Dei'ah veDibur - Information & Insight

A Window into the Chareidi World

6 Ellul 5760 - September 6, 2000 | Mordecai Plaut, director Published Weekly








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Opinion & Comment
The Judiciary Must be Free of Even an Appearance of Bias

Though our basic message about Chief Justice Aharon Barak and the Israeli High Court is always the same -- that on a legal and democratic basis they do not confine themselves to the areas that befit the judiciary of a democratic society, and that their behavior and decisions are strongly colored by their world-view -- they periodically provide such clear, dramatic and novel illustrations of the problems, that we can discuss the same topic repeatedly without fear of boring our readers.

"Everyone knows" that a modern judicial system in a free society must not only be free of all bias but that it must also be free of any appearance of bias. It is not enough for the decision-makers to evaluate the alternatives dispassionately and with a reasoned consideration of all the alternatives that is free of undue pressures, it is also very important that this objectivity be clear and visible to everyone so that the judicial system is perceived as free of any compromising taint. That is the only way to preserve the respect of the public for the institution and woe to any free and democratic society in which the judiciary does not enjoy the respect and confidence of the public.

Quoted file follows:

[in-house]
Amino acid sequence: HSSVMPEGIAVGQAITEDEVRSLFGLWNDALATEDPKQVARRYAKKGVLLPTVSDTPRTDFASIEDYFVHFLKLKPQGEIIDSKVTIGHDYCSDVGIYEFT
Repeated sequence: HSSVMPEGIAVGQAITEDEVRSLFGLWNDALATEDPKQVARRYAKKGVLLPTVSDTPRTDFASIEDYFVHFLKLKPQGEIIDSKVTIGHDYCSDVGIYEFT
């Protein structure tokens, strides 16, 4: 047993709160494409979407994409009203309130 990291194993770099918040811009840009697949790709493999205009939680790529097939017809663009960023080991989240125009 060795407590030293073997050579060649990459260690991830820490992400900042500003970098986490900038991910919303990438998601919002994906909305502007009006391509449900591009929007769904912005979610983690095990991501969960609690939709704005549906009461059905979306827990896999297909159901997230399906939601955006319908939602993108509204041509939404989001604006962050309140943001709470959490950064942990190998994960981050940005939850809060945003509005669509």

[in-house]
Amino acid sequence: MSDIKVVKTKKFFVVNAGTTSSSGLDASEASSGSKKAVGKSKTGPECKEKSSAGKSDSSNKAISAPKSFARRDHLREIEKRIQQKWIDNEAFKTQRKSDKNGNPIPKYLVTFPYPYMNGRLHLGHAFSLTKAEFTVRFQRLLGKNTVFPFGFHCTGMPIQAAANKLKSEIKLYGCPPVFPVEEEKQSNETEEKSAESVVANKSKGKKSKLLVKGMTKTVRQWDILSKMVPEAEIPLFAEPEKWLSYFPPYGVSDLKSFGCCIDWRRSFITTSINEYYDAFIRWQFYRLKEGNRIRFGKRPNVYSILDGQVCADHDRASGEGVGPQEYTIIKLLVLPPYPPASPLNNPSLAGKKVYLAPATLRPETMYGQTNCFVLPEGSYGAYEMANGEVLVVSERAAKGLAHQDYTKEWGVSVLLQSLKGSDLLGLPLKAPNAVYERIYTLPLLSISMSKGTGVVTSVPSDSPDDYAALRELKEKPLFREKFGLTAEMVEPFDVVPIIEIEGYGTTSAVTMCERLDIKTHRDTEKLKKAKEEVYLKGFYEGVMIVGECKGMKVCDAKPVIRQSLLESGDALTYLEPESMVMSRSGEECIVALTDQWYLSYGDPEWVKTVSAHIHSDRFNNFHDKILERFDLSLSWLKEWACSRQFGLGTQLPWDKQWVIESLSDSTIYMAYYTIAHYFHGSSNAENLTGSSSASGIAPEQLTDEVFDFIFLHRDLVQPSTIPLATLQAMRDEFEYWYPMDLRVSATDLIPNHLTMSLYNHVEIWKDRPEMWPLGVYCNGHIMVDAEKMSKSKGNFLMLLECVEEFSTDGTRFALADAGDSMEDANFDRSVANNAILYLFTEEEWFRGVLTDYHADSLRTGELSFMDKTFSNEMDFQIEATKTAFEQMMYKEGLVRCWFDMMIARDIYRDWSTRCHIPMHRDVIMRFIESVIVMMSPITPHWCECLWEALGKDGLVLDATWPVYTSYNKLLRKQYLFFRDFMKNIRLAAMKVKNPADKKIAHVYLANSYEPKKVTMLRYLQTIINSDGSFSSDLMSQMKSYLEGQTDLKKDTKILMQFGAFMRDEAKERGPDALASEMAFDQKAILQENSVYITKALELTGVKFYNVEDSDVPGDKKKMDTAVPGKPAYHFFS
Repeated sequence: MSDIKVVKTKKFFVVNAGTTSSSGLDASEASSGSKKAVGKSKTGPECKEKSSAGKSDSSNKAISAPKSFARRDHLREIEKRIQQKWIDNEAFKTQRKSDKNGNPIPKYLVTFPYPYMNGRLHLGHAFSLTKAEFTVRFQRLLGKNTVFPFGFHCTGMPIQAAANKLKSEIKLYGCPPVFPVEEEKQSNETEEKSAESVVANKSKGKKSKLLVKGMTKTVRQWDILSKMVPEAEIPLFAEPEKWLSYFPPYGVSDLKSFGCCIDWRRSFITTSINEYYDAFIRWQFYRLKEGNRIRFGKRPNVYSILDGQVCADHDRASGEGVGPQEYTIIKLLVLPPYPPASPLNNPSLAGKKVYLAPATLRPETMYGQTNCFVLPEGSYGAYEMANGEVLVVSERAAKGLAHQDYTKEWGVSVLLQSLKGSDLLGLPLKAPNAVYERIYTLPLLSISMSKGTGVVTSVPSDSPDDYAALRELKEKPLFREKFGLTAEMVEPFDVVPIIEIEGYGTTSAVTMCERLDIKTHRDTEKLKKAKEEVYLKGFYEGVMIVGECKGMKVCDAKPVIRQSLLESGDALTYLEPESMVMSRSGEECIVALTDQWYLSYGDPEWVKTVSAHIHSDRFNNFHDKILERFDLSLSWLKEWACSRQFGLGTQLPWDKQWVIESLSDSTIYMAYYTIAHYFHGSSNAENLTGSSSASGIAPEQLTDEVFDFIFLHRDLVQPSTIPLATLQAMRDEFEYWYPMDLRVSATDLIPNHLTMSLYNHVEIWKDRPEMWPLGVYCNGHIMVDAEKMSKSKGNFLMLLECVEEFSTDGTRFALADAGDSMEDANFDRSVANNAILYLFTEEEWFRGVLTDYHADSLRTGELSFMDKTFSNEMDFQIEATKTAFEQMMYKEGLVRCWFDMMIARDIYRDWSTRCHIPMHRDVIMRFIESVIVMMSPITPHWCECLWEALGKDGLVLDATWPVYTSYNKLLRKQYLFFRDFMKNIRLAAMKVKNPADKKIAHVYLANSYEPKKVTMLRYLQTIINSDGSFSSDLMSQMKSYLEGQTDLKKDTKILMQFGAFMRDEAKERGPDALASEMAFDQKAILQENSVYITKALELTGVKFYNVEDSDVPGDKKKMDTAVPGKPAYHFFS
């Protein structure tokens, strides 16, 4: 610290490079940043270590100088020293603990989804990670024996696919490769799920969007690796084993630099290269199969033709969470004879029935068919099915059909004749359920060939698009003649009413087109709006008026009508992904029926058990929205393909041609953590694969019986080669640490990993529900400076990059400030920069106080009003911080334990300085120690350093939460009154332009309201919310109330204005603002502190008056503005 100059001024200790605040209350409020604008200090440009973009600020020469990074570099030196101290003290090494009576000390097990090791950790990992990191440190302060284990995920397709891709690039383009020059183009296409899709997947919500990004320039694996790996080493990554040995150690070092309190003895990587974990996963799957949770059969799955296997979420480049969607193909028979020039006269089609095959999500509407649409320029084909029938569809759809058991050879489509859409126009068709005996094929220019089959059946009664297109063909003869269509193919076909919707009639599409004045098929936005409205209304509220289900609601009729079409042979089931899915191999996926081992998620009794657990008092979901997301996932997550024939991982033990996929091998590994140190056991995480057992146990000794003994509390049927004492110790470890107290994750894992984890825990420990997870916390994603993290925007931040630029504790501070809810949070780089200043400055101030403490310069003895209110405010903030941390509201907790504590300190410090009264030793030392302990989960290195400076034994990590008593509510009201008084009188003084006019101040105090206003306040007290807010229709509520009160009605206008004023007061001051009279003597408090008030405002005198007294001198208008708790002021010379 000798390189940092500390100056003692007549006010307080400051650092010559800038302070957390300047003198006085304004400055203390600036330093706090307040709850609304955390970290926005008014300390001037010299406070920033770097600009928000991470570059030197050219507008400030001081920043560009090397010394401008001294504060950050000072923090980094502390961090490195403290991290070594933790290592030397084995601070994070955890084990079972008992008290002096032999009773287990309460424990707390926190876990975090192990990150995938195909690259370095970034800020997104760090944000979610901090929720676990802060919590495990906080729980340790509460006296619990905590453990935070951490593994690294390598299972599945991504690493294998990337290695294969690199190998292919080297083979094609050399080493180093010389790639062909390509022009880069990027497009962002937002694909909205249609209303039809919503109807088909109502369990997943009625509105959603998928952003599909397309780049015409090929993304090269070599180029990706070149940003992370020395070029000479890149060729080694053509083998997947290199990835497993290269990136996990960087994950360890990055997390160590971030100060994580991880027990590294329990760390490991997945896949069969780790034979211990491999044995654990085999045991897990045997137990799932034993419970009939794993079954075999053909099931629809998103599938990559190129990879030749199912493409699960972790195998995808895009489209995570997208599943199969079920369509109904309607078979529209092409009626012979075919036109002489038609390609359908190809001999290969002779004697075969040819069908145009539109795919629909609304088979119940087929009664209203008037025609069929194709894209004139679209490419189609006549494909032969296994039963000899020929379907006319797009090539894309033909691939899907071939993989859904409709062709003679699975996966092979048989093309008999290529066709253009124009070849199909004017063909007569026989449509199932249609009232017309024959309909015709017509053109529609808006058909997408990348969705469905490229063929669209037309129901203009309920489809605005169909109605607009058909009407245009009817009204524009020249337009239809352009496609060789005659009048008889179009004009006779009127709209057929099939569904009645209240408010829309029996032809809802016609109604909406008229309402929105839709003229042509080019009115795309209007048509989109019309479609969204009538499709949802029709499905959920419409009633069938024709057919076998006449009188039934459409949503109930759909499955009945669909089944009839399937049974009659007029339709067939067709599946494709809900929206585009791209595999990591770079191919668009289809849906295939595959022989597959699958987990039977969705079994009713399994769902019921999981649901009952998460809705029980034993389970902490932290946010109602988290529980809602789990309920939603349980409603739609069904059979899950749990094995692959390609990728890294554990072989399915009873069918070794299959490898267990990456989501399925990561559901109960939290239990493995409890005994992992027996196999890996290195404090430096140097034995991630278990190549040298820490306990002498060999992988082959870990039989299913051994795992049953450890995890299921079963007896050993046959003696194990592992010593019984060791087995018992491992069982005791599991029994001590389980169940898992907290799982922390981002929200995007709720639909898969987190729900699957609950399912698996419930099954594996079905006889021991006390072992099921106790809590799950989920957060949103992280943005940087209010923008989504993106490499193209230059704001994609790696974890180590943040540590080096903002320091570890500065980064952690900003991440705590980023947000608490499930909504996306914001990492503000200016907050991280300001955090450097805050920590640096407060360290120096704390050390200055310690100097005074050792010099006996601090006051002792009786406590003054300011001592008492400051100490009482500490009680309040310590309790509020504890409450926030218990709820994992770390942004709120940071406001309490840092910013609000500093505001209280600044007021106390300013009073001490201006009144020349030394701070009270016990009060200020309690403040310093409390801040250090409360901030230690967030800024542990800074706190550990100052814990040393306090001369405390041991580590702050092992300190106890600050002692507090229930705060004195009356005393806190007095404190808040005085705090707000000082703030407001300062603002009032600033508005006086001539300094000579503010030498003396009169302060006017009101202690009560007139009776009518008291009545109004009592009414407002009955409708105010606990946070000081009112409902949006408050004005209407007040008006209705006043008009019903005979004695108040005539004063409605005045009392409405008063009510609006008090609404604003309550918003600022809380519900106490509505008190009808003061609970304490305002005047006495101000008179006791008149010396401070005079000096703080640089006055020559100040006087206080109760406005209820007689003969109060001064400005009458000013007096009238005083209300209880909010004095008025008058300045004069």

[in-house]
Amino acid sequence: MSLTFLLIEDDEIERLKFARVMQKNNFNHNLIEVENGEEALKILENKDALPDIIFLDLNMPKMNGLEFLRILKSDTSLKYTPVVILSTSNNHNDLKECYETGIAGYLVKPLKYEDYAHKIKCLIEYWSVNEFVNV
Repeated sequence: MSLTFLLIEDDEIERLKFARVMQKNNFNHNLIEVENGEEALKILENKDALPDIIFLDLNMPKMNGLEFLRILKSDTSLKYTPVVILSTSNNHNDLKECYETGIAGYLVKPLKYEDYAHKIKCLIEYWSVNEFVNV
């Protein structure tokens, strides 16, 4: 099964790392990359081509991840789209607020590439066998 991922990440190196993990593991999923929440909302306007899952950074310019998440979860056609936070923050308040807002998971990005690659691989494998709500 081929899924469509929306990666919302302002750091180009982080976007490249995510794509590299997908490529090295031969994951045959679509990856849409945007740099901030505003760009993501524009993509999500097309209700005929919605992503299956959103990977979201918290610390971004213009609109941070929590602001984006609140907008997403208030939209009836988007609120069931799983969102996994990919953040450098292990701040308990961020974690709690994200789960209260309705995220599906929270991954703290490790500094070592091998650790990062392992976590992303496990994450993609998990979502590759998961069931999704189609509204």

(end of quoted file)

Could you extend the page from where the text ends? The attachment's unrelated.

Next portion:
What then, should be done to a judge who says that chareidi Jews are "human-sized lice" who are trying "to take over the judicial system via brutal and relentless attacks and blood libels"? Or who tells a wheelchair-bound attorney who has difficulty reaching a third-floor courtroom that does not have an elevator that he should have thought about such access before deciding to become an attorney?

Such remarks indicate that the person speaking is less than sympathetic to the broad communities that he is insulting and attacking. If a member of the chareidi community, or a handicapped person, is brought to the courtroom in which such a justice sits, he would not anticipate a fair hearing, especially if his opponent is from a social group that was not criticized. Chazal said that intimidation is an undesirable part of the judicial process and steps must be taken to stop it so that the litigant may freely and completely express his side.

This is because the judiciary must be concerned to project an image of fairness and equal opportunity and these statements are about as far from that as can be.

Having made such remarks, the judge was censured by the head of the Israeli Bar Association as well as the Knesset Law Committee. Even Chief Justice Aharon Barak summoned the judge to chastise him for the remarks and he wrote in a letter to UTJ MK Rabbi Avrohom Ravitz that he considers such a judge unworthy of any promotions.

Now, just a year later, Barak is his most active champion in his quest to move up from the Be'er Sheva court to the Tel Aviv District Court. Even if the promotion is ultimately blocked by public opposition (discussion of it was postponed on Sunday), all those who were the object of that judge's spleen, including the chareidi community and the handicapped, have reason to be wary. Even if one would argue that the judge is personally free of any undue bias, the appearance of bias in the eyes of many is an established, objective fact. The fact that the Chief Justice ignores this reality taints the entire Israeli judiciary.

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